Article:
Led Zeppelin’s sixth studio album Physical Graffiti, against all odds (being a double album) was one of the most successful Led Zeppelin albums ever. The album was released in 1975 and it has gone 16 x platinum in the United States alone! The name for the album was inspired by a second hand clothing store located in the basement of 96 St. Mark’s Place – the store was called “Physical Graffiti”.
Physical Graffiti’s cover photo, designed by Peter Corriston features a stylised photograph of a New York City tenement block of two five-storey buildings located at 96 and 98 St. Mark’s Place in New York City. Corriston shot the five-story buildings as they were, but in order to fit them properly for the cover art he had to crop out the entire fourth floor; so eventually the album cover shows four stories instead of five. Corriston also did some notable work on some famous Rolling Stones album covers such as Some Girls, Emotional Rescue and Tattoo You, for which he won a Grammy Award in the category of ‘The Best Album Package’.
Mike Doud, the cover artist of the inner sleeve received a Grammy nomination for The Best Album Package in 1976. He would later go on to win a full Grammy for Supertramp’s Breakfast in America in ‘The Best Album Cover’ category in 1980.
Mike Doud’s original design included a total of four different cover versions enabled by clever usage of the windows on the building. Doud made two different inner cover designs (one for each LP) which showed different images in the cut outs of the windows on either side; this produced the four different visuals for the cover depending which way you inserted the inner sleeves.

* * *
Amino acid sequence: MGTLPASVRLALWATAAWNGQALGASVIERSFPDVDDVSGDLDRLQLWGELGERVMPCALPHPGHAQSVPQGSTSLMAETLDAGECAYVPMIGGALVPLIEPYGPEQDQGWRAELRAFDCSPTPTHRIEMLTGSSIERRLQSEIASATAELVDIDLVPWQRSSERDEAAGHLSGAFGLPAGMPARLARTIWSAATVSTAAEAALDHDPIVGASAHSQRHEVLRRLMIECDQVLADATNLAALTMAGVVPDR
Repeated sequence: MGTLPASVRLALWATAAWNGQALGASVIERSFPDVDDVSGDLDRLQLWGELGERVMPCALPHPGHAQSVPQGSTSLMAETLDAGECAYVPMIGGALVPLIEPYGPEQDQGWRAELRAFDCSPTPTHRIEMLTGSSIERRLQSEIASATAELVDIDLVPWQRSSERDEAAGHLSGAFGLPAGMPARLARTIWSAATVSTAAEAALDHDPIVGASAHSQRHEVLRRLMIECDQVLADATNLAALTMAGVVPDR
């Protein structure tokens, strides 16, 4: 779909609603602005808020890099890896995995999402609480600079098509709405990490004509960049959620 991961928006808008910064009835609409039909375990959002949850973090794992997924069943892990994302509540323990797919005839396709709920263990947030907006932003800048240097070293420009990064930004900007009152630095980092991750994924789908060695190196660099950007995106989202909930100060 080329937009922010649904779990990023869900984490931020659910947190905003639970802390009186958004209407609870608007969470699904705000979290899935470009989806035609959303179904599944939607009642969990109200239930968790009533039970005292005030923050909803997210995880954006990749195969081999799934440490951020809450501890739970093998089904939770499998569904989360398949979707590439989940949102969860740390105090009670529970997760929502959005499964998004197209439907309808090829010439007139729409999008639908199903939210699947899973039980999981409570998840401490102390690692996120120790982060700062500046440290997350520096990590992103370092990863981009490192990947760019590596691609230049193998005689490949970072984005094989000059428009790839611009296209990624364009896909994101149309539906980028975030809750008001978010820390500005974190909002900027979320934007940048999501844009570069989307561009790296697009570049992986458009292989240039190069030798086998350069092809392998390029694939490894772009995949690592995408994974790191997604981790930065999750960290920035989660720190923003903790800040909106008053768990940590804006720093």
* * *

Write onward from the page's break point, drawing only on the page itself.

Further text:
According to a favourite Rock ‘n Roll fable Jimmy Page invited George Harrison to a wild dinner party one night in Los Angeles. For the party Page, Robert Plant and Led Zeppelin’s legendary road manager, Richard Cole did some cross dressing with borrowed clothing from their groupie friends. Some pictures taken at this event were eventually used on the inner sleeves of Physical Graffiti.
The other window images feature famous events and people, such as John F Kennedy’s assassin Lee Harvey Oswald, astronaut Neil Armstrong, actress Elizabeth Taylor, Queen Elizabeth I and comedians Stan Laurel and Oliver Hardy.
The song lists were printed on a separate sheet, and when inserted inside the outer cover the title of the album was shown through the cut out windows spelling out the name ‘Physical Graffiti’.
Who is the guy on the cover?
One of the frequently asked questions about the the Physical Graffiti cover is “Who is the bearded guy sitting on the steps?” There are a few suggestions, one being that the person was just a regular tenant living in the building at the time. Another theory suggests that he is the same guy who is the hermit in the cover of Zeppelin’s fourth album. The third, and the most realistic explanation is that he is actually John Bonham. He is holding a black dog in his arms, which creates a clever mental link to one of the most famous songs on Led Zeppelin IV.
In 2003 Rolling Stone magazine placed Physical Graffiti at no. 70 on the The Rolling Stone 500 Greatest Albums of All Time and it is featured in Robert Dimery’s book 1001 Albums You Must Hear Before You Die. 1001 Albums You Must Hear Before You Die
Waiting on a friend
Incidentally, the same Mark’s Place buildings were also featured as back drop on a Rolling Stones music video ‘Waiting on a friend’.
Houses Of The Holy
One of the strangest quirks in rock album history is that the song called ‘Houses Of The Holy’ is not featured on the Led Zeppelin album called Houses Of The Holy, but instead on this one, Physical Graffiti.
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